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Guest Opinion

Money management falls through the cracks

East Bernard Express of East Bernard, Texas

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The Bus Stops Here

My youngest daughter had money that was burning a hole in her pocket.

Actually it was in her savings account where I had placed it, against her will, for safe keeping promising that if there was something she really wanted to buy she could withdraw the money.

So against my better judgment a few weeks before Christmas I agreed to let her withdraw money to buy Beats headphones.

After she explained to me what they were, why they were so much better than ordinary headphones and why the sale price was such a good deal (repeated verbatim from a commercial no doubt), I reluctantly agreed to drive her to the bank and then the store.

Reluctantly because it was only a few weeks before Christmas and this would have been a great gift if she had only put it on her list before I was through shopping. And because I thought it was a ridiculous amount of money to spend on headphones.

However, I didn't want to be accused of going back on my word, because I had assured her she'd earned the money and when there was something she wanted to purchase she could get it. I was committed.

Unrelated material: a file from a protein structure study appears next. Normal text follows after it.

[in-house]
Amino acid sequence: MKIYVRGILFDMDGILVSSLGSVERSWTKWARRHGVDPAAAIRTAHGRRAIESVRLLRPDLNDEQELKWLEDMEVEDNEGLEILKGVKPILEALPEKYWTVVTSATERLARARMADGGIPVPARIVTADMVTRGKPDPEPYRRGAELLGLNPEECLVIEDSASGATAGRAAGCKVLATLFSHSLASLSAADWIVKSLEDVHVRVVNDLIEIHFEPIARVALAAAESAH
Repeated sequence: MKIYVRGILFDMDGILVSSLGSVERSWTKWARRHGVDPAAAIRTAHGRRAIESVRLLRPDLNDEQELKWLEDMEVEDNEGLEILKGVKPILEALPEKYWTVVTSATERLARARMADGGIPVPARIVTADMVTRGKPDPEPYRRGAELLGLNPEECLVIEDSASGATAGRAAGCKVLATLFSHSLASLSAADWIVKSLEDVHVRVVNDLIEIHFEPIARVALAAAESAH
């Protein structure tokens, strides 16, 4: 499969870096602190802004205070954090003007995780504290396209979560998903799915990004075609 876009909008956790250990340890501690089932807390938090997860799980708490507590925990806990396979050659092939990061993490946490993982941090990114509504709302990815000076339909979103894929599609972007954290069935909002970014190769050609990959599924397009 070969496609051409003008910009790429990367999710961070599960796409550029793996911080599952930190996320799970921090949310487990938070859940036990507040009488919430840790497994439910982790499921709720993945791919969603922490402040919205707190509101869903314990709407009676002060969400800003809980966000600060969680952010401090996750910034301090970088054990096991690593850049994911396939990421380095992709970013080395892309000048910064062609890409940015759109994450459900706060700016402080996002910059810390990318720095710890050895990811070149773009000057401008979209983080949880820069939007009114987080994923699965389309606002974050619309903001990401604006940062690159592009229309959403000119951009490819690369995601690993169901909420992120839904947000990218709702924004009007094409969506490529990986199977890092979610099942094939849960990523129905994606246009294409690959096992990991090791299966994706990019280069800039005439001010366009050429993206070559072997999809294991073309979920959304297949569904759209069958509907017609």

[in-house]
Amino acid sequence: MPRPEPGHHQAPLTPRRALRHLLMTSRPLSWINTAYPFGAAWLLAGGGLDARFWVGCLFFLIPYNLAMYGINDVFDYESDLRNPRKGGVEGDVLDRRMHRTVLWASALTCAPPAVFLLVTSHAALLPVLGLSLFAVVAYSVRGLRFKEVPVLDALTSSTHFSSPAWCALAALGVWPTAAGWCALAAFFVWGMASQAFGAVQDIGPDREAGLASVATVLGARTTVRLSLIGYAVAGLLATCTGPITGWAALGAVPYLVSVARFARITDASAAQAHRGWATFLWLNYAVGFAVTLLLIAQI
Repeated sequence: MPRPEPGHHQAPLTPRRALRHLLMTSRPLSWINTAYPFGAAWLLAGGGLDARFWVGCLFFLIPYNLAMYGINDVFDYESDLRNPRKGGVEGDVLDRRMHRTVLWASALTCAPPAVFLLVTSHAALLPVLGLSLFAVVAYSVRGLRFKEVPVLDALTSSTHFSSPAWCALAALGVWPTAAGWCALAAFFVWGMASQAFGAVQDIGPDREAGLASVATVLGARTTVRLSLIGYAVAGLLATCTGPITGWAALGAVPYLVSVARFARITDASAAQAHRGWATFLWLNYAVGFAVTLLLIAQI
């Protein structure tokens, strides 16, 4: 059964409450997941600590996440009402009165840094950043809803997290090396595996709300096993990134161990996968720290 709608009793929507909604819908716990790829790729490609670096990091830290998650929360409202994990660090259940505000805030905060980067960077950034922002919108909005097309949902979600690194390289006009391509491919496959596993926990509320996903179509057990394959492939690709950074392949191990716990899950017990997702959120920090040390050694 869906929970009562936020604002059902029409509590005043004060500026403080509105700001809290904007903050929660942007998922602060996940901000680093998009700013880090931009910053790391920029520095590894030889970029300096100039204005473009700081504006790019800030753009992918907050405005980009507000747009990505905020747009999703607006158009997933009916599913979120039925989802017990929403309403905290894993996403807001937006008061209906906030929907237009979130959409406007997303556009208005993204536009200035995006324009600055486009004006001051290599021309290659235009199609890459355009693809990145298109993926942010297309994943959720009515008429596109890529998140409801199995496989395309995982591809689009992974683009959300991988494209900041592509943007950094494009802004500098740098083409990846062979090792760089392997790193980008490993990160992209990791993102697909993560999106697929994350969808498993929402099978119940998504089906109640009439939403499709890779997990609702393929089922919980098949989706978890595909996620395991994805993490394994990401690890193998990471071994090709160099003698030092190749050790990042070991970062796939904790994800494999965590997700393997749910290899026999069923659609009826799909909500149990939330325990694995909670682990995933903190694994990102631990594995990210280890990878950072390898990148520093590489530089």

Money in hand, we travelled to the store so she could make her purchase.

I was very tempted to use my store credit card so she could get a five percent discount.

In the end I decided handing over her money to the cashier might make more of an impact, so I kept my credit card in my wallet.

The clerk rang up the purchase and gave her the total.

She pulled the wadded up money out of her wallet, trying to un-crumple the bills as she went, and began to count out the amount needed. In an attempt to help, I suggested she lay down the bills on the counter as she counted, instead of keeping them wadded up in her hand.

"Mom, I can count money," she said.

I took a step back, held my tongue and watched her work.

She gave her money to the cashier, who counted it, then handed her back the $20 she had overpaid. Sure glad he was honest.

Of course, I couldn't pass up this opportunity to point out the obvious and turn this into a life lesson about being organized and honest.

And not everyone you meet in life will be honest and hand back the extra $20 the next time you overpay totally lost on my child. her solution to her inability to properly count money?

"It will be so much easier when I can just swipe my credit card," she said.

I didn't even go there. That will be a lesson for another day. Where, oh where did I go wrong?

Tricia Potts, a mother of four, is a homemaker and newspaper columnist living in East Bernard.



Copyright 2015 East Bernard Express, East Bernard, Texas. All Rights Reserved. This content, including derivations, may not be stored or distributed in any manner, disseminated, published, broadcast, rewritten or reproduced without express, written consent from SmallTownPapers, Inc.

Original Publication Date: January 15, 2015



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